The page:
It has had a decades-long run in Columbus, but Toys R Us said Thursday it has made the ultimate decision to close all of its remaining 735 stores in the U.S.
That would include the Toys R Us store at 5555 Whittlesey Blvd. at Columbus Park Crossing, which has operated in the market more than three decades. It has done business at Columbus Park since 2002, relocating that year from 3150 Macon Road in Midtown Square, where it had operated at least since the mid-1980s. A Ross Dress for Less store is now in that Macon Road spot once inhabited by Toys R Us.
“I am very disappointed with the result, but we no longer have the financial support to continue the company’s U.S. operations,” Dave Brandon, Toys R Us chairman and chief executive officer, said in a statement Thursday morning. “We are therefore implementing an orderly process to shutter our U.S. operations and will pursue going concern sales or reorganizations of certain of our international businesses, while our other international businesses consider their options.”
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The company said Thursday it has filed a motion seeking U.S. Bankruptcy Court approval to begin the “wind down” of its U.S. properties and liquidation of all 735 stores in the U.S., including those in Puerto Rico. The company said it will release details soon about the “going out of business sales” to liquidate merchandise.
The toy retailer noted it is still seeking bids to sell its Canadian operations, along with other businesses in Asia and Europe, with hopes that it might be able to attract a buyer that would also take the 200 top-performing Toys R Us stores in the U.S.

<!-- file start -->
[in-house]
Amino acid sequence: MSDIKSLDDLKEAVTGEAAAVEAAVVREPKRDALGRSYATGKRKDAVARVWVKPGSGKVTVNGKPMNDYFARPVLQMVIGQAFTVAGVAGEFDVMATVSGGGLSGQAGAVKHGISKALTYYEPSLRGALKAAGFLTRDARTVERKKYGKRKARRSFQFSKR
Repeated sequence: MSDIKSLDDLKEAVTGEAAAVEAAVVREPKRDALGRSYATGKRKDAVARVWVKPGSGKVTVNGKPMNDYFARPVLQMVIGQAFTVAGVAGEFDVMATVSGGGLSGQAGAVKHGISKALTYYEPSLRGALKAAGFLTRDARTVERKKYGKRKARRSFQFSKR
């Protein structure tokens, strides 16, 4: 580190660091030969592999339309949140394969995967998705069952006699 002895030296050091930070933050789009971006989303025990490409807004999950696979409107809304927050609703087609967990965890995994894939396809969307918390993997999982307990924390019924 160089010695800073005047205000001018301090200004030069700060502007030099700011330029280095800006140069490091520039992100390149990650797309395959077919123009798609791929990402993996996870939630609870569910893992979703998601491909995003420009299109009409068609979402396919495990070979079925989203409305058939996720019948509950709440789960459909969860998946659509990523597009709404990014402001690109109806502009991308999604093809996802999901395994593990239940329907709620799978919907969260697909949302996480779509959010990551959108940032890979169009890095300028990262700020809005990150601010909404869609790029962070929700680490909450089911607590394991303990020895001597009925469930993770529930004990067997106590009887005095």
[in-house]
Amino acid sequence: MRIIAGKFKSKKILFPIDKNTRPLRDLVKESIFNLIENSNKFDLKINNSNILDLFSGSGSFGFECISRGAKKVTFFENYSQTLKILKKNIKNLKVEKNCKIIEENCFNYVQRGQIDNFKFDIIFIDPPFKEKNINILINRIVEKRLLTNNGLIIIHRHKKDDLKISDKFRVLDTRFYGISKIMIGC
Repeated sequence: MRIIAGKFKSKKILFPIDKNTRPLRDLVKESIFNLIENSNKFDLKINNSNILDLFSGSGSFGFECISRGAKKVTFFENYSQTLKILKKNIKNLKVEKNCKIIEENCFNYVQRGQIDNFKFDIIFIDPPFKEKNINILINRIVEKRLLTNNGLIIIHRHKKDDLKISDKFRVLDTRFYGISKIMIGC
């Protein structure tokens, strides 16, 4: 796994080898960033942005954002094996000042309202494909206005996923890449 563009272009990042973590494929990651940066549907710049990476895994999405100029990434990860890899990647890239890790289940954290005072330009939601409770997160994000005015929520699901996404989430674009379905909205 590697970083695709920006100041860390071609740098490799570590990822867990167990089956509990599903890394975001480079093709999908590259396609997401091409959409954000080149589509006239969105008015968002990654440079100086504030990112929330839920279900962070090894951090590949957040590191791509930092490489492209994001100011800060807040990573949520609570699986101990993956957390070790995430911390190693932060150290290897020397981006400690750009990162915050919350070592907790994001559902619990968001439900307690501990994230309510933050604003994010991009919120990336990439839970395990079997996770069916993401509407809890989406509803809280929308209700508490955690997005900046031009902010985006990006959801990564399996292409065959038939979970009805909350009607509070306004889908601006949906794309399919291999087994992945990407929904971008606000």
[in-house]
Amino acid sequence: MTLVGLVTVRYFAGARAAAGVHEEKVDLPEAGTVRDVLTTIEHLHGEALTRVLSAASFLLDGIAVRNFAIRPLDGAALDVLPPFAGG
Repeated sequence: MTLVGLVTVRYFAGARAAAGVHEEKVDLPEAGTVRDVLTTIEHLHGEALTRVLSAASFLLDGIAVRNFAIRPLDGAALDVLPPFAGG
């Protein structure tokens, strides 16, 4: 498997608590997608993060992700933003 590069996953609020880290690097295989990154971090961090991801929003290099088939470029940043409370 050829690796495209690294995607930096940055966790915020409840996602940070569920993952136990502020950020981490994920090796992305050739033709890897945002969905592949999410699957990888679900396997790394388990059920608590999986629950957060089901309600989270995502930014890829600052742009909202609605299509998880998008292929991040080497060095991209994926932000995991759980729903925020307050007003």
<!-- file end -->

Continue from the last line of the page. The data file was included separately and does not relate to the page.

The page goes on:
Word of the Toys R Us decision to pull the plug on its U.S. operations began circulating Wednesday evening, with the the Wall Street Journal reporting that employees of Wayne, N.J.-based Toys R Us already had been informed of the mass closure and subsequent liquidation of goods in the coming weeks. However, an employee at the Columbus Park Crossing store, asked Wednesday night if the local workers had received the news, simply replied softly, “no.”
There were reports Thursday that employees have been told they will be on the job at least 60 days, while shoppers have 30 days to use gift cards.
“There are many people and organizations who have remained in our corner every step along the way,” Brandon said Thursday. “I want to thank our extraordinary team members who helped build Toys R Us into a global brand. I also want to express my appreciation for my colleagues on our board who have continued to provide support to sustain the brand and our operations throughout the restructuring process. I would also like to thank our vendors who we owe a great deal of gratitude to for their decades of support. This is a profoundly sad day for us as well as the millions of kids and families who we have served for the past 70 years.”
Toys R Us is already selling off merchandise at nearly 200 of its stores that it targeted for closure, a move it announced in January as part of its restructuring. As for the Columbus Park Crossing location, a Morningstar credit rating agency report last fall mentioned the Columbus store as among a handful in nine states that were facing the expiration of their leases in early 2018. Retailers that are eliminating locations often wait until leases expire to avoid financial penalties for breaking a contract early.
For Columbus Park Crossing, the loss of Toys R Us would be the third major retailer to succumb financially along Whittlesey Boulevard, with Sears shutting its department store doors nearly a year ago as part of a round of closures by its struggling parent company. Indianapolis-based electronics hhgregg also closed last May after its bankruptcy quickly turned to the total liquidation of the company. Sears also eliminated all of the Kmart locations in the Columbus-Phenix City market a year ago.